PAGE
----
Stan Guffey had been waiting months for Nov. 18 to arrive. On that day, Christian groups handed out free copies of a 150th-anniversary edition of Charles Darwin’s Origin of Species on college campuses across the country. Guffey is a biology lecturer at the University of Tennessee who earned his doctorate studying genetic differences between northern and southern populations of brook trout. When he heard talk outside his office about people handing out books on the UT plaza, Guffey says, “I hot-footed it over to get myself a copy.”
“Would you like me to autograph this?” Guffey asked the distributors, telling them he is one of the authors, albeit unacknowledged. Since spring, e-mails had been trickling in alerting him to extensive similarities between the first three pages of the edition’s introduction and “A Brief History of Charles Darwin,” which Guffey wrote in 1997 for UT’s first Darwin Day event. He wrote the biography, handed out on campus each February and available through the Darwin Day website, “to make Darwin accessible to people who thought Darwin was a devil, to make him human.”
It seems to have appealed to New Zealand-born evangelist Ray Comfort, who wrote a 50-page introduction for Florida publisher Bridge-Logos’ reissue of Darwin’s treatise on evolution. Bridge-Logos lists dozens of titles by Comfort in its catalog, including some co-authored by actor Kirk Cameron, who also co-hosts a television series with Comfort. Guffey is not acknowledged in the book, but the introduction begins with his biography of Darwin. A few sentences were chopped or shortened, and a paragraph on Darwin’s youth was rearranged and reworded, but most of the passage appears taken directly from Guffey.
Comfort put his introduction on the Web months ago, and several bloggers who monitor anti-evolution efforts noted differences in style between the biography and the rest of the introduction. A brief computer search uncovered the source, and they confronted the author and publisher about the apparent plagiarism months before the book was printed. Guffey says he was never contacted for permission to use the biography. Both the author and publisher declined to comment for this story. Contacted by phone, Bridge-Logos publicist Shawn Myers said it was the first she had heard of matter, so she was unable to respond.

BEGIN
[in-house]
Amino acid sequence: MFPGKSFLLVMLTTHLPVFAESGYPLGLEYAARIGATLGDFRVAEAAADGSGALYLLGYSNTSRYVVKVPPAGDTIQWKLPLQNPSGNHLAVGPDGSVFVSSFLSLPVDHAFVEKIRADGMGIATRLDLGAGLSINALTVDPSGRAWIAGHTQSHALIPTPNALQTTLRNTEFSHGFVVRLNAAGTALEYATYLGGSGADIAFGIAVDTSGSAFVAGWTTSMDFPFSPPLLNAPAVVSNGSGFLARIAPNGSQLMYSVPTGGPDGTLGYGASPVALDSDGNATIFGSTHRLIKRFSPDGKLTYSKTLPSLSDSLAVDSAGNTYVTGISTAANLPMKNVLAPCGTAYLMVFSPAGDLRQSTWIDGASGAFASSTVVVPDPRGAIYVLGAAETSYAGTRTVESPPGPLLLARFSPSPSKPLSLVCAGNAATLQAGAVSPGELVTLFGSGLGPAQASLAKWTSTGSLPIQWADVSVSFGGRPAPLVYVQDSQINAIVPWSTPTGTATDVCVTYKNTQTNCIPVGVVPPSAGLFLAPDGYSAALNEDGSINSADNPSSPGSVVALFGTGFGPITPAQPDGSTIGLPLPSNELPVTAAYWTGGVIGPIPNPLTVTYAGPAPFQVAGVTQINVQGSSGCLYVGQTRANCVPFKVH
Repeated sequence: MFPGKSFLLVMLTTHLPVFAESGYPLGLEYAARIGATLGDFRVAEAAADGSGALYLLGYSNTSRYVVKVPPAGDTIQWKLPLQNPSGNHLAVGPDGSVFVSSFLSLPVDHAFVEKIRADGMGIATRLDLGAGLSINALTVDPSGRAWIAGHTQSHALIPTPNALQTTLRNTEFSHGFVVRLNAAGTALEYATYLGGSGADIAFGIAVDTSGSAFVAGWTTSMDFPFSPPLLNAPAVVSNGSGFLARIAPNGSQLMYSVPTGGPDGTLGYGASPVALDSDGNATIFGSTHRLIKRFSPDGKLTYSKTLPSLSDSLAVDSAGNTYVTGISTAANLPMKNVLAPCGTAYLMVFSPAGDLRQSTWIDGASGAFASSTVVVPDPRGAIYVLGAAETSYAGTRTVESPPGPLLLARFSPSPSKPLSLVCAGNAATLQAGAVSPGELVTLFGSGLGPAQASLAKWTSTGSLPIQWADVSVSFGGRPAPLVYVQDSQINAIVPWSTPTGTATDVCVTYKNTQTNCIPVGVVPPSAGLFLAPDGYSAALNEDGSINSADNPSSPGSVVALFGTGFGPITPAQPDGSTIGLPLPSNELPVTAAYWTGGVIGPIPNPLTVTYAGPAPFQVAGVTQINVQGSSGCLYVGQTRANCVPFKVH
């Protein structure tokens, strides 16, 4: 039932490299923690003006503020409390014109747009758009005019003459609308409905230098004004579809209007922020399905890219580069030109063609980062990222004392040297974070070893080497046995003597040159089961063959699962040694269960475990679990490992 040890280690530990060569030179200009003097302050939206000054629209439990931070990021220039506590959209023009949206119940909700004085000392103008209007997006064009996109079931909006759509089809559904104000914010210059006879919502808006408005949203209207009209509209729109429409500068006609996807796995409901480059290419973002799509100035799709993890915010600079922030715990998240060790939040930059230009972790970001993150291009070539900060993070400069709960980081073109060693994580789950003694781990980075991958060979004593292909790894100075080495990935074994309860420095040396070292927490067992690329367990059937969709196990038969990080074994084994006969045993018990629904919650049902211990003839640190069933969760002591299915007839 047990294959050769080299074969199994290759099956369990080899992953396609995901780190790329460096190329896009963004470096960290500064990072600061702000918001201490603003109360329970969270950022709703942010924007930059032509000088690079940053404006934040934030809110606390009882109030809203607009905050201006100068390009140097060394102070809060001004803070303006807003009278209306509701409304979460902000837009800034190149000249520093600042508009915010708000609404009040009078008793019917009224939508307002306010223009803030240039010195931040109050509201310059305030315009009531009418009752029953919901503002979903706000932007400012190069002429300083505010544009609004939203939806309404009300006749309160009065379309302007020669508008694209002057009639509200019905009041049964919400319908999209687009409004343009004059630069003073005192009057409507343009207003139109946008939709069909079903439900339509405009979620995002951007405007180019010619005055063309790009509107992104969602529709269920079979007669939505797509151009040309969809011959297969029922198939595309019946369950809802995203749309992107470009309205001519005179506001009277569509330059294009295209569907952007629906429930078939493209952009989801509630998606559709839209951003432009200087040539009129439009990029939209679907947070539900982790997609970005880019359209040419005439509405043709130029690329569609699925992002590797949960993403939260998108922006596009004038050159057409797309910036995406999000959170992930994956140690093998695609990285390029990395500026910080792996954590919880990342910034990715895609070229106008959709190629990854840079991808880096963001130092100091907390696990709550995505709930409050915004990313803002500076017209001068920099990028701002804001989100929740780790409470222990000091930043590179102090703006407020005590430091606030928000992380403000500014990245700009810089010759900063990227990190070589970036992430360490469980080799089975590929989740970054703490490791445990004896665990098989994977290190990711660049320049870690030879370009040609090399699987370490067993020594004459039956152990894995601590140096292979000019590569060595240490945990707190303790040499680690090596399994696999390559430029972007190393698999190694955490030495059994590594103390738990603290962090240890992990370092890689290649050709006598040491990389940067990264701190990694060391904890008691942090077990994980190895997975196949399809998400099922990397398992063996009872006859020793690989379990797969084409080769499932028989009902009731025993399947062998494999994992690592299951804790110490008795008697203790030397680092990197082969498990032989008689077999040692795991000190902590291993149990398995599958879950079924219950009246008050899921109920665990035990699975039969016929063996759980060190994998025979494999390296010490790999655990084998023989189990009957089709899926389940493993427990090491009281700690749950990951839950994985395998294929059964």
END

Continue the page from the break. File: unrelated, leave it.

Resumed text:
“I am party to a scam,” Guffey says. “The introduction begins with a nice, sweet little biography, then degenerates into intellectually lame, lazy distortions, selective reading of the literature, picking and choosing of facts, and misreadings of the historical record.” He says Comfort “gently moves folks into the notion that they don’t want to read what comes after the introduction. He just wants his 50 pages read, 47 of which are anti-intellectual, dishonest drivel, the first three of which are pretty good because I wrote them.”
According to local experts on intellectual property law, plagiarism can be more an ethical matter than a legal one. Were an academic like Guffey to do what Comfort did, it could potentially cost him his job. The website of Comfort’s Living Waters ministry says, “An angry backlash from atheists has prompted best-selling author Ray Comfort to stop answering questions about [the book].” Guffey says he believes this discrepancy encapsulates the different standards to which scientists and their religious critics hold themselves.
“I would like to engage him in intellectual combat, but it wouldn’t be fair,” Guffey says. “If he were to play by the rules of reason and logic, I would whoop his ass, but he’s not constrained by those rules, so it wouldn’t be fair to me.” Guffey is preparing a cease-and-desist letter through an attorney to prevent further distribution of the book and is contemplating further legal action.